Striding the Line Between Song and Spell: An Album Review of Marika Hackman’s We Slept At Last

Photo courtesy of DIY Magazine

Photo courtesy of DIY Magazine

As a brief preface to this review, I have got to admit: I was very tempted to not submit this piece for publishing and am still a bit hesitant about my decision to have done so.

These are my thoughts because Marika Hackman in general, but this album in particular, simply cannot be described by written words alone. Hailing from England, the young musician is bewitching.

Using severe imagery to evoke feelings of love, Marika Hackman writes her lyrics with an acerbic and clever wit, and accompanies them with instrumental compositions that are mesmerizing in their own right. We Slept At Last, released February 16, 2015, is her debut album and is no exception to this tradition.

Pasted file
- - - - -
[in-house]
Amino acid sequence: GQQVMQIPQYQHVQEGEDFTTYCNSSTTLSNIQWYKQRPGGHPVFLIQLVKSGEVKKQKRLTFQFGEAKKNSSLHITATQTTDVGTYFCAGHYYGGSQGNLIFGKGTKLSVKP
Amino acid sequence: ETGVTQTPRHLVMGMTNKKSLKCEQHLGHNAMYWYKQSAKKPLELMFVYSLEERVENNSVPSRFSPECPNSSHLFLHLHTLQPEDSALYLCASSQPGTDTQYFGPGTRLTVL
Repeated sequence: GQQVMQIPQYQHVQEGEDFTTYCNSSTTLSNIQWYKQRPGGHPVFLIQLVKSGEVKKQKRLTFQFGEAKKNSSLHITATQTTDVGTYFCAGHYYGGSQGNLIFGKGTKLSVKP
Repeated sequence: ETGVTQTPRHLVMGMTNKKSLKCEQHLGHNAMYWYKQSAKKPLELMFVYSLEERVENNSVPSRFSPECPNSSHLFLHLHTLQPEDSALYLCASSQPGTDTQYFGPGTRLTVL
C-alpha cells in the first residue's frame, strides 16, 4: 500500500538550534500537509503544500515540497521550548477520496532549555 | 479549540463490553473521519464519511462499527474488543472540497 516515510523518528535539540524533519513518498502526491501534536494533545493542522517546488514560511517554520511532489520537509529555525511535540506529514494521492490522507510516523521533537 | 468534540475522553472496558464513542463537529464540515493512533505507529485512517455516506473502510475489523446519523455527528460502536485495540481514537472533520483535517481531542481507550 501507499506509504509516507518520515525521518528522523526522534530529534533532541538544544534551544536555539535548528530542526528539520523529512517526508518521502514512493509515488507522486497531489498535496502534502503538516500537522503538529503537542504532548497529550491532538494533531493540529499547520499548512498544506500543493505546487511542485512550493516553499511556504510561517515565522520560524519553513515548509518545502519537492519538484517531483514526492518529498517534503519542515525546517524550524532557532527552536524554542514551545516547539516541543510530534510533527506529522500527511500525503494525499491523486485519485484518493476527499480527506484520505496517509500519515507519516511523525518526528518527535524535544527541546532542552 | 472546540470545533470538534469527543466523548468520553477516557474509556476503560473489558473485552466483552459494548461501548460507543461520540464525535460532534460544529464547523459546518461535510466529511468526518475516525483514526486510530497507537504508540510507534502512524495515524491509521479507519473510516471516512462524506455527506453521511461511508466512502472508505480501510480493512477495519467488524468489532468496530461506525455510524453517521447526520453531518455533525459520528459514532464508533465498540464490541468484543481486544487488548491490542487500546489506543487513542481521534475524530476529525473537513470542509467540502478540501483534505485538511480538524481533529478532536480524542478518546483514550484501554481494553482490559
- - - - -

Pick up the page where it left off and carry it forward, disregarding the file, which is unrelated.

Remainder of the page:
A stunning introduction to who she is as an artist, We Slept At Last is made up of twelve tracks, all of which pace, curl, and drift in their own curious ways. While some provide a charming glimpse into Marika Hackman’s tasteful repertoire of inspiration, and others expose her own ruminations about life, all of them seem to express the fact that they are coming from a deeply contemplative and observant individual. In other words, the entire album is marked by Hackman’s visceral presence, one of which is not for the faint of heart.

We Slept At Last album cover

We Slept At Last album cover